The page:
We want to encourage everybody who is eligible to turn up to vote, so we are putting a huge amount of effort into registering young people and students. There are now Stronger In chapters at well over 50 universities across the country, like York, as we saw, who are helping their fellow students to register. And obviously we will be carrying on with that work. If people sign up to the campaign, spend a bit of their spare time campaigning, it makes them more likely to vote themselves and to encourage their friends to do so. What we have to do is make this referendum—which can seem a bit esoteric to people—feel real and about people’s future opportunities, about bread-and-butter issues like jobs and prices and about keeping our streets safe. And that is very much where we are centring our campaign.

It is still early days in this campaign, but looking at the first few weeks a lot of Conservative MPs (perhaps more than we anticipated) have come out in favour of Brexit. Boris Johnson and Michael Gove, recognisable figures with some gravitas, have come out for it. Are you happy with how things have gone so far?
At this stage, just weeks after the date was set, the national conversation has been overwhelmingly about the economy and security, which are two of the areas that have most to benefit from our continued membership of the EU. Conversely it has not been so much about the issues that the other side want it to be on. Every day when the conversation is on the economy and security is a day when we are getting our points across. The other side are in disarray. You have car-crash interviews like Boris’s on Marr where he just could not articulate what the future for Britain will look like if we leave. Indeed, when Leave campaigners do manage to articulate a vision it contradicts what the next one is saying, so there is no consistency. And so they have become obsessed with process and crying foul, rather than focusing on the issues that matter: what does this mean for me and my family, what does it mean for my town and my local area?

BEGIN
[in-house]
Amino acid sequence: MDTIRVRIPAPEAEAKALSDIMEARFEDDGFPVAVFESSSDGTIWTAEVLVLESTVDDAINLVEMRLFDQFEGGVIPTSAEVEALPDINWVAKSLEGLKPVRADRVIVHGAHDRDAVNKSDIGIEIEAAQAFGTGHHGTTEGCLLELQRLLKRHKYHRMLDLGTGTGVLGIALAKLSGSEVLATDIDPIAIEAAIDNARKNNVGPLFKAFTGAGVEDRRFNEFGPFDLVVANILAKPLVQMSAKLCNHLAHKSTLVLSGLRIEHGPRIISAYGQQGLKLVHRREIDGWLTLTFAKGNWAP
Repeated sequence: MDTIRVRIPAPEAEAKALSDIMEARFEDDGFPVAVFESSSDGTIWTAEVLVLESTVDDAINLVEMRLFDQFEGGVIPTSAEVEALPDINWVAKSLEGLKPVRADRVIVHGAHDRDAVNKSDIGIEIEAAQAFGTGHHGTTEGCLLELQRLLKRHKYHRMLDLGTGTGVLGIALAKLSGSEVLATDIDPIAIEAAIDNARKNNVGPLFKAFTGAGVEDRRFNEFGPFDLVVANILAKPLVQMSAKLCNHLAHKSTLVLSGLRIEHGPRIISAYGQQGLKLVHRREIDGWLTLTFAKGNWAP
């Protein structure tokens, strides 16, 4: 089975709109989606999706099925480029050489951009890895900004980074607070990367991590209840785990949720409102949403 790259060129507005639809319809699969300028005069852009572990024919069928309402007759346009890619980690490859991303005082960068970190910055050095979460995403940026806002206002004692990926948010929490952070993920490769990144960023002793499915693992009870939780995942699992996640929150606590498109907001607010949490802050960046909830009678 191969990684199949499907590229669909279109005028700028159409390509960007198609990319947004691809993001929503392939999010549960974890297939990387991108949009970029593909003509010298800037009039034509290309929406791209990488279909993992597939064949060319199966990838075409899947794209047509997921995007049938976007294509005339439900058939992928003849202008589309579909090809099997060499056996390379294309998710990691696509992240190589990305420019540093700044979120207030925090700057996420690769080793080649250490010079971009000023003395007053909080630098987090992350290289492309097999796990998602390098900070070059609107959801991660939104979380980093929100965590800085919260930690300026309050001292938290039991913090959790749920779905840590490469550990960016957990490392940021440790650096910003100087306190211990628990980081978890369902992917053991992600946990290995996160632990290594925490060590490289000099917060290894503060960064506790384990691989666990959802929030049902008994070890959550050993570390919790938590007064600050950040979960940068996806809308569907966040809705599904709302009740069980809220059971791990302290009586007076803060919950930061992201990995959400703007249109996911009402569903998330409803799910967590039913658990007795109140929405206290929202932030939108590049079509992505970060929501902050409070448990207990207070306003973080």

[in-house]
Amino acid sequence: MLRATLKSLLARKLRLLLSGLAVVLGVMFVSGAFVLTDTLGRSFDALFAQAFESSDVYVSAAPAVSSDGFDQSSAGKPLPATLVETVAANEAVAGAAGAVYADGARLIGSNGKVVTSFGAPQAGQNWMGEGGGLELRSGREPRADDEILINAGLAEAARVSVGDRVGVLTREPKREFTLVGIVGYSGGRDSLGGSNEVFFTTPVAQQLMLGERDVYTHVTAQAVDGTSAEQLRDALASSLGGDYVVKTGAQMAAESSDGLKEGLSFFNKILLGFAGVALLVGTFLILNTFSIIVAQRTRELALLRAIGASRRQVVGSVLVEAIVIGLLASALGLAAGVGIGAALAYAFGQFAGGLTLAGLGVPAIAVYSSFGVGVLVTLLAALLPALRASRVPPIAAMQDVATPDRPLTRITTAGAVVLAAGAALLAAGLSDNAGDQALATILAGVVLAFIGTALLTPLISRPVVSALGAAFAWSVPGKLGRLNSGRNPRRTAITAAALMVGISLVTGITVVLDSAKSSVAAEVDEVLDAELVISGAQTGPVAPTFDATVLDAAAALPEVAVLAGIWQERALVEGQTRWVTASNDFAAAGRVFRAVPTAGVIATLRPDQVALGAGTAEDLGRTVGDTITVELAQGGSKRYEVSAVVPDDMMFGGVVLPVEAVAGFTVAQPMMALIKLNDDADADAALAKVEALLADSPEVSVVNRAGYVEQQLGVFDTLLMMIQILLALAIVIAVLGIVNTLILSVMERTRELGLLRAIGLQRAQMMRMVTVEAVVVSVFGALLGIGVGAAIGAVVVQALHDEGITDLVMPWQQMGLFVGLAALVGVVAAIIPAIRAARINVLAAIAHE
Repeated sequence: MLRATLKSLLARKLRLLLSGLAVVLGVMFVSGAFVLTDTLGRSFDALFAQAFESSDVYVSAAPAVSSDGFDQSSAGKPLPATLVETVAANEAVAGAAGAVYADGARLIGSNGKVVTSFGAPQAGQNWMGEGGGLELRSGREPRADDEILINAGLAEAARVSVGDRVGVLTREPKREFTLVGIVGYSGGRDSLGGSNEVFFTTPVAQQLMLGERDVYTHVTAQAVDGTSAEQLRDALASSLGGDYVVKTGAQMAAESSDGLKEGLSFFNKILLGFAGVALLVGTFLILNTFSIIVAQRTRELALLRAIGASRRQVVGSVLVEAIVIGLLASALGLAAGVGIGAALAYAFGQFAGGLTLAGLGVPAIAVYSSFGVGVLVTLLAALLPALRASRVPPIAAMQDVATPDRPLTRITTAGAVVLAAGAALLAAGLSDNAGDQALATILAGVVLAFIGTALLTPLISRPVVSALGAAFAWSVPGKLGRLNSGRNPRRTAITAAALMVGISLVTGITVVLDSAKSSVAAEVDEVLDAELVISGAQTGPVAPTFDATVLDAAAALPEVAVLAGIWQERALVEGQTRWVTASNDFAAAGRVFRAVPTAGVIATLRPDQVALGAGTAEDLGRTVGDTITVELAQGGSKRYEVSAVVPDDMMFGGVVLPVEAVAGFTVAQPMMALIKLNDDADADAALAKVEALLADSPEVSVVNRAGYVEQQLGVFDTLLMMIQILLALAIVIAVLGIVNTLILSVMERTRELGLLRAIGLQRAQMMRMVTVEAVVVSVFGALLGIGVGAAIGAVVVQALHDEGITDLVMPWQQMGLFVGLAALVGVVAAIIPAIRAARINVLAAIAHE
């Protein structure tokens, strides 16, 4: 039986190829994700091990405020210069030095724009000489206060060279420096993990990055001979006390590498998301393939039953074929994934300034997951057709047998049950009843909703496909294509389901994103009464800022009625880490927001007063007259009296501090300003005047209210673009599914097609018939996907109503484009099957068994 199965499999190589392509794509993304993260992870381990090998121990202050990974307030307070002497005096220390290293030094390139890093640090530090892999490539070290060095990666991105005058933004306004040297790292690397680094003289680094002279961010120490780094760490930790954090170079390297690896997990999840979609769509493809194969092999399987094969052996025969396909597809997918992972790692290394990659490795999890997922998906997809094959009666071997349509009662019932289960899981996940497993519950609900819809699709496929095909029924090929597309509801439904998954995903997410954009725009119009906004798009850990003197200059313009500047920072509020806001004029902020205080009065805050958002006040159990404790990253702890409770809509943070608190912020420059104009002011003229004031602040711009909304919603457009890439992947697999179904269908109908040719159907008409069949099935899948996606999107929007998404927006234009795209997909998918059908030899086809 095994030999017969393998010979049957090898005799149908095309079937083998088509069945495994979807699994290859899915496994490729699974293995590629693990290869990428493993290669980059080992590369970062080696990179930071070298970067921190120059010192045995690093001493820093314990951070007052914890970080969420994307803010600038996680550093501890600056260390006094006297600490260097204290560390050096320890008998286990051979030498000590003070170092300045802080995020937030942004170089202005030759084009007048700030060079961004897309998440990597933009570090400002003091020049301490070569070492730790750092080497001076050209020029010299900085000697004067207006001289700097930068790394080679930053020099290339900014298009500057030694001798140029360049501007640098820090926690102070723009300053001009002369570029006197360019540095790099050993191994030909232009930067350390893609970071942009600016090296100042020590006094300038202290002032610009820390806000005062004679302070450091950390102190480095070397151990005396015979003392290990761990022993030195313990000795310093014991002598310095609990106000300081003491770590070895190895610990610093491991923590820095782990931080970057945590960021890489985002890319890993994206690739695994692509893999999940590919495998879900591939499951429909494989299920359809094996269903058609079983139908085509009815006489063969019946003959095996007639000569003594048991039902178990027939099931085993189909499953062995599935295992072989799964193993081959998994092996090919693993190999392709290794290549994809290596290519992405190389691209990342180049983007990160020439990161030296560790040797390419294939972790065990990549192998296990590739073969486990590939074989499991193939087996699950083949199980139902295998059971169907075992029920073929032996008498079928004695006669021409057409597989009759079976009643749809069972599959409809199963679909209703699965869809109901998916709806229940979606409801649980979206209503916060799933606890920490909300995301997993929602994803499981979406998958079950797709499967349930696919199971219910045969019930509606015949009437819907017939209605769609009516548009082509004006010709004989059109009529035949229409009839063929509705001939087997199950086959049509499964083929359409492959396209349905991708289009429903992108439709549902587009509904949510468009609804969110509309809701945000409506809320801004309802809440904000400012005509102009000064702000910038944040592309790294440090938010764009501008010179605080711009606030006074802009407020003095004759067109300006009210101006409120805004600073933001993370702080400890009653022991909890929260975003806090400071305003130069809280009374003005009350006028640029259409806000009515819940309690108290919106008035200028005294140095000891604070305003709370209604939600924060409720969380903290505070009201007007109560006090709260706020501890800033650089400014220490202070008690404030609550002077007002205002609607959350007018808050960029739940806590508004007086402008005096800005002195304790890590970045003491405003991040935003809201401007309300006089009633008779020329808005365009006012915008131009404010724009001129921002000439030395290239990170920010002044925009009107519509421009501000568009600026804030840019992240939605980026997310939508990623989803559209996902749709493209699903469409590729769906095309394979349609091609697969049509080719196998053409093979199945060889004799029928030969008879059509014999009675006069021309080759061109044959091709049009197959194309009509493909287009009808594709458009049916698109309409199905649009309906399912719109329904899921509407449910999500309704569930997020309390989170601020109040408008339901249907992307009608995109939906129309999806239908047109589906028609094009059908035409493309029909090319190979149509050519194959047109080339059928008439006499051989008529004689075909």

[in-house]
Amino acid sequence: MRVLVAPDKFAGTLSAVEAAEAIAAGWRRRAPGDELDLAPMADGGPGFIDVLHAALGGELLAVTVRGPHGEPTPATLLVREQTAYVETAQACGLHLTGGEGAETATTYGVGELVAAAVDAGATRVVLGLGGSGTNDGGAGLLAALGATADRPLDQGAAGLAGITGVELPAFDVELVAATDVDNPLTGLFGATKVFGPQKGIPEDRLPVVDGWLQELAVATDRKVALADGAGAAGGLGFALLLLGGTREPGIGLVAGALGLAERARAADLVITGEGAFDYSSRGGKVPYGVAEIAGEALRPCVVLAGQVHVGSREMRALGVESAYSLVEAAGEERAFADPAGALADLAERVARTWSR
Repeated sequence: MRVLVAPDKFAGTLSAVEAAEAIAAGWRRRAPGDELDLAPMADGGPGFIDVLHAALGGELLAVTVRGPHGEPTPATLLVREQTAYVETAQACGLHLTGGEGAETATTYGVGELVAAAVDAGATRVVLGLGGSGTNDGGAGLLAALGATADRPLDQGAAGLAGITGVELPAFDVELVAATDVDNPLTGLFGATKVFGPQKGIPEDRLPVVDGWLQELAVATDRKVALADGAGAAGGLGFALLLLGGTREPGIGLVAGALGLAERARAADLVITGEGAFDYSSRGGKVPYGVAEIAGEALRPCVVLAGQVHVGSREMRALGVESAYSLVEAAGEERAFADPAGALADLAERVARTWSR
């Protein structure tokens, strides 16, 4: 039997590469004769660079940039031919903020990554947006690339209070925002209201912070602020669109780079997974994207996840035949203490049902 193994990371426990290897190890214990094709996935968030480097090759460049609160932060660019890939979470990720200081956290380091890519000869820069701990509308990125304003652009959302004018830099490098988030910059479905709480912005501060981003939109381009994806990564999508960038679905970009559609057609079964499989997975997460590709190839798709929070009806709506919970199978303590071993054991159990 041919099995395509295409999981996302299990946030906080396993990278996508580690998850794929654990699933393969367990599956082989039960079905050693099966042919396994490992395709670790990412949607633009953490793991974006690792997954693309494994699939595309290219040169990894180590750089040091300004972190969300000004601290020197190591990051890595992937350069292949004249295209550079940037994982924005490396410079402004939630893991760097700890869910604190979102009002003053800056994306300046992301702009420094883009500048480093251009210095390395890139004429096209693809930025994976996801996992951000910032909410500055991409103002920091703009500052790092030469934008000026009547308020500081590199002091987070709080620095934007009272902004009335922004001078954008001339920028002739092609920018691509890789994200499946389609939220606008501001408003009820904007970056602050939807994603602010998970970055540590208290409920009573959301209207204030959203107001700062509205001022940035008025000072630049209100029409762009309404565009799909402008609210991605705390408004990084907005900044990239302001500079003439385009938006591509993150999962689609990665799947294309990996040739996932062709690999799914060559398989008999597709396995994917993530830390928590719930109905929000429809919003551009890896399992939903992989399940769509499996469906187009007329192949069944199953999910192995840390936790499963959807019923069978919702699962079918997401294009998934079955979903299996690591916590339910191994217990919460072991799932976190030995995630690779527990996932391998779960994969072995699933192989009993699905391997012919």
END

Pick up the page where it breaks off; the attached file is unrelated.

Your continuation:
The more Nigel Farage fronts the Leave campaign, the better for you, no?. You must cheer every time he pops up on TV.
No, I don’t think we feel that way about Nigel Farage. He has shown in previous elections that he is a persuasive, charismatic figure and so we are very mindful of his role in this campaign. What we want to do is take him on, challenge him, have the debate, pin him down on precisely what he wants Britain’s future to be. To understand whether his priority is ending free movement and therefore if he is willing to sacrifice jobs and low prices, which would be the consequence; how he plans to combat cross-border crime and terrorism from outside the EU; how he thinks we can combat the aggression of Russia from outside; not to trivialise or be complacent but to take the debate to him.

We have talked about UKIP and the long-standing Conservative rift on Europe. But what about Labour? We are used to the idea that Labour is one of the main bastions of pro-Europeanism in this country, but in its current leadership you have people who in the past have campaigned for Britain to leave the EU, who perhaps come across as more ambivalent about Europe than the likes of Tony Blair or Ed Miliband. When you look at the demographics of the Out campaign, at the demographics of the groups that might be persuaded to vote Leave as a protest at the harsh winds of globalisation—working-class people outside the big cities in traditional industrial areas—a lot of those are classic Labour voters. I’m not denying that there are parts of the Labour Party which are gung-ho for the In campaign, but do you worry that this recent shift of emphasis in the party could undermine the campaign to reach those voters.